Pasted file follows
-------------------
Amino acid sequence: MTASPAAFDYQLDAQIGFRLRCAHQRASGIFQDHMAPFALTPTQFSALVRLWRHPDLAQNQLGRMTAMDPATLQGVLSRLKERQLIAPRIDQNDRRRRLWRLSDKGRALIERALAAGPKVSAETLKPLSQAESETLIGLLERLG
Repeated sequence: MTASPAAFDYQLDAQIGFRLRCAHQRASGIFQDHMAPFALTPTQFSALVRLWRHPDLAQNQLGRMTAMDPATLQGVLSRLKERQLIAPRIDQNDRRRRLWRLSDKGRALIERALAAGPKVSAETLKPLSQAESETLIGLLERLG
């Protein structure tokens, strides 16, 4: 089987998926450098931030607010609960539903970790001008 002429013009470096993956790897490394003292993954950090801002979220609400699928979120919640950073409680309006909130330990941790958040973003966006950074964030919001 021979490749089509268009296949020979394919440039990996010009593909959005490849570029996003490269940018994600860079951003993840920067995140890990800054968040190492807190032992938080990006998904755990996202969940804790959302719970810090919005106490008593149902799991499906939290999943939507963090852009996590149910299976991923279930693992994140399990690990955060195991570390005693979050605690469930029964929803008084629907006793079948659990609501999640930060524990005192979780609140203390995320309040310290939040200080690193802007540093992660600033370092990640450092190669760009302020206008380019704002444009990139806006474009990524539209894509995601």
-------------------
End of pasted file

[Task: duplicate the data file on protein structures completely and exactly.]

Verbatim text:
Amino acid sequence: MTASPAAFDYQLDAQIGFRLRCAHQRASGIFQDHMAPFALTPTQFSALVRLWRHPDLAQNQLGRMTAMDPATLQGVLSRLKERQLIAPRIDQNDRRRRLWRLSDKGRALIERALAAGPKVSAETLKPLSQAESETLIGLLERLG
Repeated sequence: MTASPAAFDYQLDAQIGFRLRCAHQRASGIFQDHMAPFALTPTQFSALVRLWRHPDLAQNQLGRMTAMDPATLQGVLSRLKERQLIAPRIDQNDRRRRLWRLSDKGRALIERALAAGPKVSAETLKPLSQAESETLIGLLERLG
């Protein structure tokens, strides 16, 4: 089987998926450098931030607010609960539903970790001008 002429013009470096993956790897490394003292993954950090801002979220609400699928979120919640950073409680309006909130330990941790958040973003966006950074964030919001 021979490749089509268009296949020979394919440039990996010009593909959005490849570029996003490269940018994600860079951003993840920067995140890990800054968040190492807190032992938080990006998904755990996202969940804790959302719970810090919005106490008593149902799991499906939290999943939507963090852009996590149910299976991923279930693992994140399990690990955060195991570390005693979050605690469930029964929803008084629907006793079948659990609501999640930060524990005192979780609140203390995320309040310290939040200080690193802007540093992660600033370092990640450092190669760009302020206008380019704002444009990139806006474009990524539209894509995601």